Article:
Most of us have traveled some distance in our lives, whether to another continent or up the block to that neat historical site. Although Mormons by no means have a monopoly on travel, we’ve definitely made a dent in the traveling world, carving out a little niche in the market dedicated solely to us, to our unique Mormonism. So next time you set out for parts unknown—at least to yourself—consider these Mormon travel ideas; they might inspire your next great trip.
Explore the World
Mormons aren’t any different than anybody else in that we want to explore the world and experience new things. Some people just take it a step further, like the Bucket List Family (the Gees). This family of four—and counting—live on the road. They sold their assets and use the money to travel the world. But it’s not just fun and games for the couple; they make sure to do a bit of service and find an LDS meetinghouse in each country, keeping their church roots strong.
The Gees aren’t the only ones who have chosen a road of travel and experience. Scott and Emily Manning opted to explore one country for one month at a time for a year of travel. Like the Gees, they also strive to find an LDS meetinghouse each Sunday, meeting members from all over the world.
Some people simply want to make connections with other Mormons, discovering and sharing a sliver of goodness across borders. Three BYU-Hawaii friends embraced these travel ideas, deciding to visit 22 countries in 90 days while creating a documentary about the open hearts of LDS members around the world. The result of this experiment, other than a documentary film, was Mormon Explorer, a website that connects traveling Mormons with Mormons who can host them.
See the Temples
While you’re on that trip, staying at other members’ houses, you might as well visit the nearest temples. This is one of the most reasonable, flexible of travel ideas for there are 155 temples worldwide to see. If you can’t go through the temple, then you can at least walk the grounds and take pictures. That’s what Delisa Hargrove is trying to do. She’s been to dozens of temples so far, and not all of them are local. She’s been as far east as the Freiberg, Germany, temple and as far south as the Santiago, Chile, temple.
Work on Genealogy
Genealogy isn’t a purely Mormon endeavor, but it does attract a lot of members of the Church working to do their ancestor’s temple work. Mormons and genealogically-minded people travel all the time to better grow their family tree because, although much is captured digitally, not everything is available via the internet. There are Mormons who have gone to Japan, Slovenia, Denmark, Belgium, and beyond to find those elusive ancestors.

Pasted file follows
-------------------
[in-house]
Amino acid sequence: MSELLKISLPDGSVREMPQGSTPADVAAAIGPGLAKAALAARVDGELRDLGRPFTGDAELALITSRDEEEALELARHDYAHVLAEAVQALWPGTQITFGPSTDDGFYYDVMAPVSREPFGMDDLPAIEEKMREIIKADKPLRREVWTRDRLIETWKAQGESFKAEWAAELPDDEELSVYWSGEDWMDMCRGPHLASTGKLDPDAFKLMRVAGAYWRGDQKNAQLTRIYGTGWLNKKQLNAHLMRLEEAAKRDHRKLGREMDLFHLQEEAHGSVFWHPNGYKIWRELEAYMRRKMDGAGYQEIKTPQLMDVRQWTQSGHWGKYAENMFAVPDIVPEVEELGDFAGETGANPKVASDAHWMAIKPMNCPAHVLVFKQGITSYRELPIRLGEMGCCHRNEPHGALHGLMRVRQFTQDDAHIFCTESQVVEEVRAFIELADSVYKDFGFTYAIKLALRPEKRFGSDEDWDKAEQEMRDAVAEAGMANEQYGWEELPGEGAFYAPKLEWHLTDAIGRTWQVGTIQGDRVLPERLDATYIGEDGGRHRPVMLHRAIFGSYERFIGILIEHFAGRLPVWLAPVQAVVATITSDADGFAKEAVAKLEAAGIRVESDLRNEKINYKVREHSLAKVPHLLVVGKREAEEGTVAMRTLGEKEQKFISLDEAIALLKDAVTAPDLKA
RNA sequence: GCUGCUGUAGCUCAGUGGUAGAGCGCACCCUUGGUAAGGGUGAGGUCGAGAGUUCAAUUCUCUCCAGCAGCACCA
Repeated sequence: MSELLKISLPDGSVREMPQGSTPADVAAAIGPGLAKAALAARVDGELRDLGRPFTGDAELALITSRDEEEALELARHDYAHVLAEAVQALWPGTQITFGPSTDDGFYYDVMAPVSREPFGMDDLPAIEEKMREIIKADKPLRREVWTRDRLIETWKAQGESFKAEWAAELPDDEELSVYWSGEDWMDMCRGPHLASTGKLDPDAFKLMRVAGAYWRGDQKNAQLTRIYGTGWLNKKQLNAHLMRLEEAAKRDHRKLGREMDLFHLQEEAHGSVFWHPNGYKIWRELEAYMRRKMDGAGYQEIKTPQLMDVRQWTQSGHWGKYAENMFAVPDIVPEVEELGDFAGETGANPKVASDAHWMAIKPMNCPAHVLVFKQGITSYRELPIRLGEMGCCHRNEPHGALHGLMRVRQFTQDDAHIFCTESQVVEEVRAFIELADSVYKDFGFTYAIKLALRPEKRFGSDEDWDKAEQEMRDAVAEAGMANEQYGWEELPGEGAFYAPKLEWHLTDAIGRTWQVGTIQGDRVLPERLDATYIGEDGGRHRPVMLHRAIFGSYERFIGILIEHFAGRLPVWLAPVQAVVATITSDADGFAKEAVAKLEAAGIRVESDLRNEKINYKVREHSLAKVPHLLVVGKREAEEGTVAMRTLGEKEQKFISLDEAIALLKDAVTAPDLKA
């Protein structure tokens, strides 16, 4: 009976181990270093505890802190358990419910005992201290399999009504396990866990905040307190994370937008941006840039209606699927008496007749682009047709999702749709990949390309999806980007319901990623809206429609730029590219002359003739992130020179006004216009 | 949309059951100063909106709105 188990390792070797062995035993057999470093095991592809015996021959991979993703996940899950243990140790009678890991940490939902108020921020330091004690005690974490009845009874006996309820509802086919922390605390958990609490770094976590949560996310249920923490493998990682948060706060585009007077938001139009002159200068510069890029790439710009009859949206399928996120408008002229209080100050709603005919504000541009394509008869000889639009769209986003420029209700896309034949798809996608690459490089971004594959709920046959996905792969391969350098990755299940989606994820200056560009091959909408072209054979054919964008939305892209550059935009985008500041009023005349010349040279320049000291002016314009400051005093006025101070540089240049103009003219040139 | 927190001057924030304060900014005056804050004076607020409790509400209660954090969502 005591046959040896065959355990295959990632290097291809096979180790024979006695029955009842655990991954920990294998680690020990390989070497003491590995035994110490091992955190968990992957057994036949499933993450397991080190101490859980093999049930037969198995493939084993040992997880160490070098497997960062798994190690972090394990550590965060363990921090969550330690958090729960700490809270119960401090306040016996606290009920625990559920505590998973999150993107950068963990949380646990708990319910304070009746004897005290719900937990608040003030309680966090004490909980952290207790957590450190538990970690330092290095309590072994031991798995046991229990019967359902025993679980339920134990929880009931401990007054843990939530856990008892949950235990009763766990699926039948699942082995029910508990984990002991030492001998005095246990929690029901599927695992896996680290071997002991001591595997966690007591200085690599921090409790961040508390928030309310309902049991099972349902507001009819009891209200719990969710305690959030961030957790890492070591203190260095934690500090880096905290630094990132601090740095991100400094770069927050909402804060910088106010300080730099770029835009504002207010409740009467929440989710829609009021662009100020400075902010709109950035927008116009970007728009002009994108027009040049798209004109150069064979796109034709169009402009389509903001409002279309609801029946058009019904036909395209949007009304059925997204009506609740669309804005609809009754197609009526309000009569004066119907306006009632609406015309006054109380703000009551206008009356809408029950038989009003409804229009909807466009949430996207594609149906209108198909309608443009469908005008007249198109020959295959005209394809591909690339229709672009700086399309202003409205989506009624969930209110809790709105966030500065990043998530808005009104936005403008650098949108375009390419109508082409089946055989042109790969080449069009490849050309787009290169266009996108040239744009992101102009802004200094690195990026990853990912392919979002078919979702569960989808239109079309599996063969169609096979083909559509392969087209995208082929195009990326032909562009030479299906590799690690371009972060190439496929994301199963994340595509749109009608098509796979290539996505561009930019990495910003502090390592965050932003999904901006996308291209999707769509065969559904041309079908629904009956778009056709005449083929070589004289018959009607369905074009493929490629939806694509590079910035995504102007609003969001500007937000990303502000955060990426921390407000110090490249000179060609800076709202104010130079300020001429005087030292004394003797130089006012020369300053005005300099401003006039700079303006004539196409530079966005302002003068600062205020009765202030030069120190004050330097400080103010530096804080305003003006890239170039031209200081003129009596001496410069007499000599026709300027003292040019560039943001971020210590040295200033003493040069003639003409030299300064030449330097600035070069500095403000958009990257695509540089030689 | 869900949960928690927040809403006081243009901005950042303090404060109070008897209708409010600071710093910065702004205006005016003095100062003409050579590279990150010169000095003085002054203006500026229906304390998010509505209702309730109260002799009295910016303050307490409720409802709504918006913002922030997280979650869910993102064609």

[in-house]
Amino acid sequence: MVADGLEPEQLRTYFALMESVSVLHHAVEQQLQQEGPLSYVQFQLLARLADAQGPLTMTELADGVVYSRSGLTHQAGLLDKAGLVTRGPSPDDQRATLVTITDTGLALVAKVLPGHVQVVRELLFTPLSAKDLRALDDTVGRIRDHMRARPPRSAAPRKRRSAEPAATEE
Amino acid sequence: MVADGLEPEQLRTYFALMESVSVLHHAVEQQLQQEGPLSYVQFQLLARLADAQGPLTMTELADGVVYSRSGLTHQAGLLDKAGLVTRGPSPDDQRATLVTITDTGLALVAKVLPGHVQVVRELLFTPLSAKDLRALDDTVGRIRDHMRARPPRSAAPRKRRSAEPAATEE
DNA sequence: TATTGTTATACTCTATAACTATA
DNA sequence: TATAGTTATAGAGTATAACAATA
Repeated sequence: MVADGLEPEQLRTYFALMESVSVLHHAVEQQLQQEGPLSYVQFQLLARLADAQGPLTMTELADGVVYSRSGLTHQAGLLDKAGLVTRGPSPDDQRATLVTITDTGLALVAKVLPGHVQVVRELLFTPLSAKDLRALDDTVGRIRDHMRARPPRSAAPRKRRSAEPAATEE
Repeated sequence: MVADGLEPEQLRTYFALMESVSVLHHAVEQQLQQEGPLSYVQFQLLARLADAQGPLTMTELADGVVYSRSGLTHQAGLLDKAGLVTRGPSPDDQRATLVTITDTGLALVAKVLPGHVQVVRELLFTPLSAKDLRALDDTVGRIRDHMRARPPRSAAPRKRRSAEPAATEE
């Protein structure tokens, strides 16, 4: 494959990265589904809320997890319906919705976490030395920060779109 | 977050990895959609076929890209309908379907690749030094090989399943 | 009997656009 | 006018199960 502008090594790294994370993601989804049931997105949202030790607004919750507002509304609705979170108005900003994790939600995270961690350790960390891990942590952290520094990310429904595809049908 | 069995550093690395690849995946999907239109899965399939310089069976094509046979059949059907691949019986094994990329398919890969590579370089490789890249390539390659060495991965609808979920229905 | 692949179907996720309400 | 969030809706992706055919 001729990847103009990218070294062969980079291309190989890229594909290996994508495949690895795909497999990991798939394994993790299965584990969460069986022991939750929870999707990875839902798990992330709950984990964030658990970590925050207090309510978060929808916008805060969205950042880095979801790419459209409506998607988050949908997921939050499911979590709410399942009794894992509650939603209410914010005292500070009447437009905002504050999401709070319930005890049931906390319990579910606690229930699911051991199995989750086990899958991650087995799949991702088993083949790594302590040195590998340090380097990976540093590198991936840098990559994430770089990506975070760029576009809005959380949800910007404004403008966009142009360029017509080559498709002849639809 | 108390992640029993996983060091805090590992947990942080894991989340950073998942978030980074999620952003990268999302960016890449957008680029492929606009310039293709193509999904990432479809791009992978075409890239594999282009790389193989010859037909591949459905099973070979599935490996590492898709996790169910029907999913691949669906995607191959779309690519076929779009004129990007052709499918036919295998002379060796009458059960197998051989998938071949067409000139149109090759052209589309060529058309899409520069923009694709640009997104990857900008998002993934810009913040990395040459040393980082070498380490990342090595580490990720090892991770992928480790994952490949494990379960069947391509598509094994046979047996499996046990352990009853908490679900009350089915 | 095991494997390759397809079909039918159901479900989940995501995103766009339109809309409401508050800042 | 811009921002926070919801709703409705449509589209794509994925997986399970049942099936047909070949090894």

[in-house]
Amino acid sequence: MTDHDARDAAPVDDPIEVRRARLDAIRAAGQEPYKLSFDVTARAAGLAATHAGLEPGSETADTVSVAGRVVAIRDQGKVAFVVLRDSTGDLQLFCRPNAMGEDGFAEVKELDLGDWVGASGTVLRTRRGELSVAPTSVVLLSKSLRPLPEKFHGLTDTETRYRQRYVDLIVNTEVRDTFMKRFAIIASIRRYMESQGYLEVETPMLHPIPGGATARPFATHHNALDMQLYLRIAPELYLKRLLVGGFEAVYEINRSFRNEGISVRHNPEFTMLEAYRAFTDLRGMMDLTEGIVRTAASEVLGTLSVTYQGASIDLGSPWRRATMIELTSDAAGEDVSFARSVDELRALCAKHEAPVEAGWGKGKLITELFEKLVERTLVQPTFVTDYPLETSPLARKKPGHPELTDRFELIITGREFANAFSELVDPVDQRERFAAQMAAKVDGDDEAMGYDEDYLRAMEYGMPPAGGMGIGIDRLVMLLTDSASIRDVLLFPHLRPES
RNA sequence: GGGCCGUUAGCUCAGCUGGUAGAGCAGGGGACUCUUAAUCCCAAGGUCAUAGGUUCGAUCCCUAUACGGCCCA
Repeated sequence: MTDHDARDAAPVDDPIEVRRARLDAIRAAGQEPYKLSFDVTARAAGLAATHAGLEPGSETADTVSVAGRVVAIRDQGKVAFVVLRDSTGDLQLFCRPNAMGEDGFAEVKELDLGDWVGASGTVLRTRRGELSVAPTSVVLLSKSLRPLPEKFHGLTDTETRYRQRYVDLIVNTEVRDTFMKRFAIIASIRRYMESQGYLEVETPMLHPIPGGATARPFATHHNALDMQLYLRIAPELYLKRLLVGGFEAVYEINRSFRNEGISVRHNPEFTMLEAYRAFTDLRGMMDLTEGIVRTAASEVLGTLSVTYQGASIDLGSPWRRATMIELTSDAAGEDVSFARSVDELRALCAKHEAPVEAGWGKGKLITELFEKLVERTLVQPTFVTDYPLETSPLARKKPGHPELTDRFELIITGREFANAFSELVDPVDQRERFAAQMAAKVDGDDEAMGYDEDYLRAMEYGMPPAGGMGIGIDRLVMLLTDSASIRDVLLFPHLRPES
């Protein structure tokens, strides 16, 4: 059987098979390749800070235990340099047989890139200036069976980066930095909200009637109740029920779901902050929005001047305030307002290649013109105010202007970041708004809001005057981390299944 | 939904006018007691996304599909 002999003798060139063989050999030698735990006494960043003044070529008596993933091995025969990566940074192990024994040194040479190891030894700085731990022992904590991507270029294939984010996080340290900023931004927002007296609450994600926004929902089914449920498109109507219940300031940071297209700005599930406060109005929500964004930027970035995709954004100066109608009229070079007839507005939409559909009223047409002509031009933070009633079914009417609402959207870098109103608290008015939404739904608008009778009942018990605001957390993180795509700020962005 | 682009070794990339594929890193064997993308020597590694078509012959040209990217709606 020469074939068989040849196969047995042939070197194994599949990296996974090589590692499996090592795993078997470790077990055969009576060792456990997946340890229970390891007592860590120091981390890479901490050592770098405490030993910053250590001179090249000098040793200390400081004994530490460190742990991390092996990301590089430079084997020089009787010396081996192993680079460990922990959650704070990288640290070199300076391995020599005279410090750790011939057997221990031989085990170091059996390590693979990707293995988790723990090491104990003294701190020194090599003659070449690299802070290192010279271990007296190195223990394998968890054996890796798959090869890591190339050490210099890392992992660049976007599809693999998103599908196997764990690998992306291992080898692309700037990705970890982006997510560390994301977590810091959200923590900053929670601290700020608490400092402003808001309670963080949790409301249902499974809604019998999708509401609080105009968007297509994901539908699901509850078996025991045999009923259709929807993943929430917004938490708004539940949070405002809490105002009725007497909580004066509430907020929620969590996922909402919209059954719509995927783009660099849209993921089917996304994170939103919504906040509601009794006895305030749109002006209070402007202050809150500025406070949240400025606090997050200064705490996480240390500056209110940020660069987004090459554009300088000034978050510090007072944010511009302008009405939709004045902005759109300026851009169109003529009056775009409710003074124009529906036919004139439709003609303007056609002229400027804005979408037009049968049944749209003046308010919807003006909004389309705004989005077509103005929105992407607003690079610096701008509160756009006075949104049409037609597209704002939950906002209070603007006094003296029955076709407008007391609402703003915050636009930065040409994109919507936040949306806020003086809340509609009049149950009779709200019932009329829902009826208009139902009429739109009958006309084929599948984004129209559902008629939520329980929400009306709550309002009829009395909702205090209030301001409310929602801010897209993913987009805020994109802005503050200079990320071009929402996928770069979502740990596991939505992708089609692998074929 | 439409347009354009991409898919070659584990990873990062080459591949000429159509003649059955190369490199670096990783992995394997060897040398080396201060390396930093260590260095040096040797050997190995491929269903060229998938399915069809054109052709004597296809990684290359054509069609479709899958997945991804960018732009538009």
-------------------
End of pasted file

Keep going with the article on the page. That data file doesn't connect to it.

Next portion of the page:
Visit Church Sites
Pilgrimages to sacred religious sites have been around for millennia regardless of the religion. We don’t call it that or attach the same level of significance to actually going to visit these places, but we feel a draw toward those church sites where our prophets and forefathers once walked and carried the fledgling gospel. Palmyra, Kirtland, and Nauvoo are popular destinations for Mormons, the former because it’s the place where Joseph Smith, Jr. received the first visions from Heavenly Father that eventually led to the reestablishment of the gospel on Earth. Some Mormons are so eager to walk in the steps of the early Saints that they re-enact the wagon trains and handcart companies that came west.
Visit Former Missions
Missionaries build up such relationships with the people they serve that they are forever connected with that place and people and culture. So many people, in fact, feel these connections that missions have created one of the most well-loved of all Mormon travel ideas: returning to former mission areas in order to visit members, investigators, and friends made. In 2008-2010, my parents served a mission in England. On their way home from their 2013-2015 mission in Ireland, they swung by the town of Plymouth, England, where they spent the majority of their first mission.
Senior missionary couples have a lot more latitude for receiving visitors than the younger missionaries. I admit that I took full advantage of this to spend a good chunk of time in both England and Ireland. Many LDS people do the same thing or pick up kids from off their missions.
With all the traveling that Mormons do, it behooves us to remember the reasons for the first traveling Mormon: missionary work, immigration, and freedom. Some of the first Mormon travelers went to Canada and Great Britain to carry forth the gospel. Others came from England to join the Mormons in the United States. Others yet left their homes in Nauvoo and Kirtland to press west where they could find a measure of religious freedom. Whether you’re traveling purely for a good time or for a specific purpose, whether you choose to take advantage of these travel ideas or forge your own path, take a little bit of your Mormon-ness with you and spread it, and goodness, where ‘ere you go. Tell us all about your Mormon travel experience in the comment section below!